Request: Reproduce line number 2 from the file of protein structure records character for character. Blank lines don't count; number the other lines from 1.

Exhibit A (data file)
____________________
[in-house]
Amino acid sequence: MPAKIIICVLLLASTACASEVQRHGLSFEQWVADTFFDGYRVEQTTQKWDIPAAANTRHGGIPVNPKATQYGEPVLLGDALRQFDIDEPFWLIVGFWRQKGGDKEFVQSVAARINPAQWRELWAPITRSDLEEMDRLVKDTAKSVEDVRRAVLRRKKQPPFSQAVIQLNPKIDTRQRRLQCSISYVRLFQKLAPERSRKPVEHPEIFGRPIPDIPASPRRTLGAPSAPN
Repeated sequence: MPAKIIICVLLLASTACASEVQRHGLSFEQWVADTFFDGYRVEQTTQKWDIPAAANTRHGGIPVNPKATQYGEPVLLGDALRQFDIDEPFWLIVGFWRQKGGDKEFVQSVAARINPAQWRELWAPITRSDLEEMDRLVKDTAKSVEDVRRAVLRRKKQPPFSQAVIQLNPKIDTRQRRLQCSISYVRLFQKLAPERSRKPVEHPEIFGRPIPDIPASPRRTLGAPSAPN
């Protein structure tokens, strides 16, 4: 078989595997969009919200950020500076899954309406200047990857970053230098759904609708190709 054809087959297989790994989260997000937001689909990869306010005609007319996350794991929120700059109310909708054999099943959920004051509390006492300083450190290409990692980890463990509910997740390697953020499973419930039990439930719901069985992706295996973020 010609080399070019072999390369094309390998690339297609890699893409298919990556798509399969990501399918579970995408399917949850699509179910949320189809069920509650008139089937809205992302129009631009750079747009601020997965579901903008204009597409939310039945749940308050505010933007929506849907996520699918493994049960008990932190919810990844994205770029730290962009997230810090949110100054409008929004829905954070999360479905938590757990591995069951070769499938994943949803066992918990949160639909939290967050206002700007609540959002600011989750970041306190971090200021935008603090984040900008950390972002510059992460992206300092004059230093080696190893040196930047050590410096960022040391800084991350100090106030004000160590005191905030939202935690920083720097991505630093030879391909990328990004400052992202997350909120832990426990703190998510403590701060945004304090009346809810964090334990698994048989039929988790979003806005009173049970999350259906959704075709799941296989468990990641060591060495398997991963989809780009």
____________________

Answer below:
Amino acid sequence: MPAKIIICVLLLASTACASEVQRHGLSFEQWVADTFFDGYRVEQTTQKWDIPAAANTRHGGIPVNPKATQYGEPVLLGDALRQFDIDEPFWLIVGFWRQKGGDKEFVQSVAARINPAQWRELWAPITRSDLEEMDRLVKDTAKSVEDVRRAVLRRKKQPPFSQAVIQLNPKIDTRQRRLQCSISYVRLFQKLAPERSRKPVEHPEIFGRPIPDIPASPRRTLGAPSAPN